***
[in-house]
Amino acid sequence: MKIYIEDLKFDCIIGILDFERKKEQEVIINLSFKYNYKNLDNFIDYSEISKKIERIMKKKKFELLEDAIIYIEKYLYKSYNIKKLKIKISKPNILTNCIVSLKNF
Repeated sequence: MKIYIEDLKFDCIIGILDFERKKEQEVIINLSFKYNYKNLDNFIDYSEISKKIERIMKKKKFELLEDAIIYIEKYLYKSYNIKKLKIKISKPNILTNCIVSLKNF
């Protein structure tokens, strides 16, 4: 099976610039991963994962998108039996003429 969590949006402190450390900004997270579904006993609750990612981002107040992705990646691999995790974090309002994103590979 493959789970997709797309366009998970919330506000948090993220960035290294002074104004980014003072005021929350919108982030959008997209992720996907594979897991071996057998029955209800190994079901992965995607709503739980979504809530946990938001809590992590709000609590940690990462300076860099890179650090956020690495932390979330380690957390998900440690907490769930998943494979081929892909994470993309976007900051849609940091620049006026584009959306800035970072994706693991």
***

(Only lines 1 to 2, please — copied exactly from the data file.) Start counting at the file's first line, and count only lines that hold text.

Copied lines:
[in-house]
Amino acid sequence: MKIYIEDLKFDCIIGILDFERKKEQEVIINLSFKYNYKNLDNFIDYSEISKKIERIMKKKKFELLEDAIIYIEKYLYKSYNIKKLKIKISKPNILTNCIVSLKNF